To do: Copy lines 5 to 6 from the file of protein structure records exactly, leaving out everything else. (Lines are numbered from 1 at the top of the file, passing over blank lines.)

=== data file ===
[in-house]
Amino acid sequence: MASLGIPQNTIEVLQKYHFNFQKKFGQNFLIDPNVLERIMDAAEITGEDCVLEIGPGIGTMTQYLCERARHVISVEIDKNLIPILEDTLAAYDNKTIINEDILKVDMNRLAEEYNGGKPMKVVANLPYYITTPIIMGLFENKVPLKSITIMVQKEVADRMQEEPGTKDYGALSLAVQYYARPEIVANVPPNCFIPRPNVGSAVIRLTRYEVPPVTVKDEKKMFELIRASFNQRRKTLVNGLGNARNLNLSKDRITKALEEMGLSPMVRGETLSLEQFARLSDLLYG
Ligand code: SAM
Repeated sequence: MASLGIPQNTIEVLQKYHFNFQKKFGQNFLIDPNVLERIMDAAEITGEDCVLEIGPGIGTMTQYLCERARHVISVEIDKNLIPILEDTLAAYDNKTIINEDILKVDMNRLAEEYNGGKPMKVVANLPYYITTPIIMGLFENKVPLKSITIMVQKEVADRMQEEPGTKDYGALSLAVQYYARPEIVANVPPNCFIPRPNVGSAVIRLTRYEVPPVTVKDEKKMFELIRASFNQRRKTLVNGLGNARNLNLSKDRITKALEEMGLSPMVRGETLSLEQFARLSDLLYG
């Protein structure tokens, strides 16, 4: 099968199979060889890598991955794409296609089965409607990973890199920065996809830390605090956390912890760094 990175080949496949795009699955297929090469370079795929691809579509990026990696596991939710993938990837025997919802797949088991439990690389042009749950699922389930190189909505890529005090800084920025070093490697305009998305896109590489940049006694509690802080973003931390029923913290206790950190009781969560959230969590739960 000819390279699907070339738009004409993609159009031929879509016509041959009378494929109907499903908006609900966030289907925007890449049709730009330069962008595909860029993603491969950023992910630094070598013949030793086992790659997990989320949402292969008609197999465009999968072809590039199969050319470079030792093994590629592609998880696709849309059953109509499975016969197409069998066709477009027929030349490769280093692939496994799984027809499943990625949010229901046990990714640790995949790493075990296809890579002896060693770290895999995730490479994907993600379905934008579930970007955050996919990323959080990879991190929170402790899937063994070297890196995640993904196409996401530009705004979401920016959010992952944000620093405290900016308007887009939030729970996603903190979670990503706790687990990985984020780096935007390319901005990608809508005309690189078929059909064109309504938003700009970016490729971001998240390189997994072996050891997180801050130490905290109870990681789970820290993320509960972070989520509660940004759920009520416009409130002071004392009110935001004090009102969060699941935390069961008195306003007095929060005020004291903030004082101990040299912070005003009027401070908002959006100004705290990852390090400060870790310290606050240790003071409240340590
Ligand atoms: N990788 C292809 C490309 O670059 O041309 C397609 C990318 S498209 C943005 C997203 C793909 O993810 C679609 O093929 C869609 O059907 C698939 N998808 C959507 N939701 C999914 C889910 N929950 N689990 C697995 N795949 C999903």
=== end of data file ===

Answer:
């Protein structure tokens, strides 16, 4: 099968199979060889890598991955794409296609089965409607990973890199920065996809830390605090956390912890760094 990175080949496949795009699955297929090469370079795929691809579509990026990696596991939710993938990837025997919802797949088991439990690389042009749950699922389930190189909505890529005090800084920025070093490697305009998305896109590489940049006694509690802080973003931390029923913290206790950190009781969560959230969590739960 000819390279699907070339738009004409993609159009031929879509016509041959009378494929109907499903908006609900966030289907925007890449049709730009330069962008595909860029993603491969950023992910630094070598013949030793086992790659997990989320949402292969008609197999465009999968072809590039199969050319470079030792093994590629592609998880696709849309059953109509499975016969197409069998066709477009027929030349490769280093692939496994799984027809499943990625949010229901046990990714640790995949790493075990296809890579002896060693770290895999995730490479994907993600379905934008579930970007955050996919990323959080990879991190929170402790899937063994070297890196995640993904196409996401530009705004979401920016959010992952944000620093405290900016308007887009939030729970996603903190979670990503706790687990990985984020780096935007390319901005990608809508005309690189078929059909064109309504938003700009970016490729971001998240390189997994072996050891997180801050130490905290109870990681789970820290993320509960972070989520509660940004759920009520416009409130002071004392009110935001004090009102969060699941935390069961008195306003007095929060005020004291903030004082101990040299912070005003009027401070908002959006100004705290990852390090400060870790310290606050240790003071409240340590
Ligand atoms: N990788 C292809 C490309 O670059 O041309 C397609 C990318 S498209 C943005 C997203 C793909 O993810 C679609 O093929 C869609 O059907 C698939 N998808 C959507 N939701 C999914 C889910 N929950 N689990 C697995 N795949 C999903």